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Jeffersonian Concerns

The founding fathers knew that the freedoms they had fought and died for could easily be lost by future generations. They understood the price would be eternal vigilance.  Thomas Jefferson, in particular, seemed to have understood the potential for a loss of freedom due to banking laws, and especially “Central Banks” akin to The Federal Reserve (the latter which is probably worst than anything that Jefferson imagined in his worst nightmares).  

<http://etext.virginia.edu/jefferson/quotations/jeffcont.htm> provides an extraordinary treatise on this subject.  It begins with a quote from John Steele Gordon’s Hamilton’s Blessing, The Extraordinary Life and Times of Our National Debt:  

 “Today we tend to think of the American Revolution as having brought ‘democracy’ to the thirteen colonies. In fact it brought no such thing. The eighteenth century was an age of aristocracy, and the American colonies were no exceptions. Each colony had its oligarchy of the rich, established families who dominated the economic and, under the control of a royal governor, political affairs of that colony.”   

“...With the removal of royal control, these oligarchies inherited a near monopoly of political power in each colony.”  “...The oligarchies, it need hardly be said, abused this monopoly of political power; monopolies, whether private or governmental, are always abused by those who hold them.”           

Alexander Hamilton, the first Secretary of the Treasury, in response to a huge debt to pay from the excesses of the Revolutionary War, created a central bank and issued paper notes to pay the debt.  It was the beginning of The Federal Reserve and a system destined to result in a condition of monumental debt.  From Hamilton’s viewpoint, “A national debt, if it is not excessive, will be to us a national blessing.  It will be a powerful cement to our nation. It will also create a necessity for keeping up taxation to a degree which, without being oppressive, will be a spur to industry.”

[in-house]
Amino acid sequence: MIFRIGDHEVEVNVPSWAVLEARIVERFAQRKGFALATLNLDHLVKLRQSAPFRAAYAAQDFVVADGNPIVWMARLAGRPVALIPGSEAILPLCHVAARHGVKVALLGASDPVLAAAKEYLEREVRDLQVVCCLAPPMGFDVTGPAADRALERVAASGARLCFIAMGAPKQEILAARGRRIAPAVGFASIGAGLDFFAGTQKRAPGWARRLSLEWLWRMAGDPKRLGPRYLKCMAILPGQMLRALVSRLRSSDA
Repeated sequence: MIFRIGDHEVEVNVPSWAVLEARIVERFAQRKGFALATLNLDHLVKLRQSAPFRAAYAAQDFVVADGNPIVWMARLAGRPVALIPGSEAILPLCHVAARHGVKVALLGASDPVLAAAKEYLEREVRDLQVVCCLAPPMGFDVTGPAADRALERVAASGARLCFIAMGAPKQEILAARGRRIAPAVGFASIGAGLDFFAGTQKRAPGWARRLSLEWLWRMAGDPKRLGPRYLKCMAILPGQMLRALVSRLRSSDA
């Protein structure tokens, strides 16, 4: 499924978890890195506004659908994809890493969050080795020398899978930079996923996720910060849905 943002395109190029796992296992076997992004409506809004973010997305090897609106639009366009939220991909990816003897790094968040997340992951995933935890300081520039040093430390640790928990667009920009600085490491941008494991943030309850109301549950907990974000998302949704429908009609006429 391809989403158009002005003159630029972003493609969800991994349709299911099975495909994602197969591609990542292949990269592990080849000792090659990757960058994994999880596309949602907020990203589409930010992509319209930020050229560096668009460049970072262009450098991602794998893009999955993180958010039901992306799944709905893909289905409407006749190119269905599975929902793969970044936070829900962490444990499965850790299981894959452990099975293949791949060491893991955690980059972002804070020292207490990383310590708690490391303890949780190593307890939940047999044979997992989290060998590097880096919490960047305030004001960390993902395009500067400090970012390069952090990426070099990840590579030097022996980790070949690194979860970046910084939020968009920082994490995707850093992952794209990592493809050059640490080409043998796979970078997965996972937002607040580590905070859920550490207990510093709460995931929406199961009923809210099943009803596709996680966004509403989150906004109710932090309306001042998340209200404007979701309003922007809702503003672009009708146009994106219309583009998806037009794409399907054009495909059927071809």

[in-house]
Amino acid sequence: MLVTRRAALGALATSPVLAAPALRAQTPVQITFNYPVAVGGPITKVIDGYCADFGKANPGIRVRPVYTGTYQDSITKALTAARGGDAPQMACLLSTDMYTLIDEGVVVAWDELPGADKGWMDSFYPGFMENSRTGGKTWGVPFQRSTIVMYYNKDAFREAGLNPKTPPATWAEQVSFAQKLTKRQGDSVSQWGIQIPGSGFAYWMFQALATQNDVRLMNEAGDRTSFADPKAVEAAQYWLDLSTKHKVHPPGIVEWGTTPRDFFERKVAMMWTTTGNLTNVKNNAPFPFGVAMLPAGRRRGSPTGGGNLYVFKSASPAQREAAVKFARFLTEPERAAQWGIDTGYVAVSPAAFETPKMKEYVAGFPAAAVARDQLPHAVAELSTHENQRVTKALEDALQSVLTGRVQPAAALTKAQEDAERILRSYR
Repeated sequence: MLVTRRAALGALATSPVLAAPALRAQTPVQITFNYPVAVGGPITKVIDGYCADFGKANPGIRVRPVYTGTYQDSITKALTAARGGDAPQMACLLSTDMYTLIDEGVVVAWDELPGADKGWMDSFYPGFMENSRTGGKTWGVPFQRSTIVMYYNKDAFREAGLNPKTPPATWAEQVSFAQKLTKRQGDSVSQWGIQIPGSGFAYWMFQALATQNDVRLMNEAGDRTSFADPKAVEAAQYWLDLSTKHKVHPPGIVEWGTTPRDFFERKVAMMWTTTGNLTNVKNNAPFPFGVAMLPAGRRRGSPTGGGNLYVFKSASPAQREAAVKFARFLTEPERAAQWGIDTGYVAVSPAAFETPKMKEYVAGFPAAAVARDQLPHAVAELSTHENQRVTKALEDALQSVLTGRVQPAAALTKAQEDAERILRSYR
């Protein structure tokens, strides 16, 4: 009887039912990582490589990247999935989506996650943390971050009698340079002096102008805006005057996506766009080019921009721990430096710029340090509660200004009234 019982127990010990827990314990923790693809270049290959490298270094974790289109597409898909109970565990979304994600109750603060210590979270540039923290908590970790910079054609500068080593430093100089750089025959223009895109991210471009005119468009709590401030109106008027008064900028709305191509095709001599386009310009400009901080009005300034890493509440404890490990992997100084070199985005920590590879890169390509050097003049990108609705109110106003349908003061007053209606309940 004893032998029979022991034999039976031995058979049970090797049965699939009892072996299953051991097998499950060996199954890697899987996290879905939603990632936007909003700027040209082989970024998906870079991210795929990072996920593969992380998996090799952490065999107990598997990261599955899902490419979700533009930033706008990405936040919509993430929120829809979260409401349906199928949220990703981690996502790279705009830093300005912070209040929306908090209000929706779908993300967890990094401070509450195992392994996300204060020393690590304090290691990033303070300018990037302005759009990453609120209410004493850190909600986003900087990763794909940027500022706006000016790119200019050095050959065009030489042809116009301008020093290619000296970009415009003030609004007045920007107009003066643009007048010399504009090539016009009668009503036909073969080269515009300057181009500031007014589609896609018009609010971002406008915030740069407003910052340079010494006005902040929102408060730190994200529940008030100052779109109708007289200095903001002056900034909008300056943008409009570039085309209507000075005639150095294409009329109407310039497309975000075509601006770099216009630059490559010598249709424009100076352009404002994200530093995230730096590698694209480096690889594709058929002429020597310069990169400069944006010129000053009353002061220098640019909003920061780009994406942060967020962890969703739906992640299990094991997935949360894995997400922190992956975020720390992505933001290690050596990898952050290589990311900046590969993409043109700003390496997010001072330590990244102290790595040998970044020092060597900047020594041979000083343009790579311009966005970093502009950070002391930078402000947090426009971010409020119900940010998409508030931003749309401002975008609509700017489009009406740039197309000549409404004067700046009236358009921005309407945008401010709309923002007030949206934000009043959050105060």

Unfortunately, such cement has become the kind used to dispatch individuals into the East River.  Furthermore, what Hamilton apparently failed to realize was the ease at which a national debt can become excessive.  Furthermore, such a device leaves open the door to the machinations of Banksters of every stripe, and ultimately to excessive taxation -- the kind of stuff from which the Revolutionary War was fought in order to free the nation.

 Thomas Jefferson, seeing the dangers of Hamilton’s thinking, was forthright in expressing his opinions about the Bank of the United States (what is today The Federal Reserve):  “This institution is one of the most deadly hostiles existing, against the principles and form of our constitution.”  It is “...an institution like this, penetrating by its branches every part of the Union... [which] may in a critical moment, upset the government. I deem no government safe which is under the vassalage of any self constituted authorities, or any other authority than that of the nation...”           

Jefferson realized that neither a country nor a man can be free and be in debt.  This led him to believe that the Union might fall apart if Washington retired from public life.  In a letter to Washington, while the latter was still the President of the United States, Jefferson said,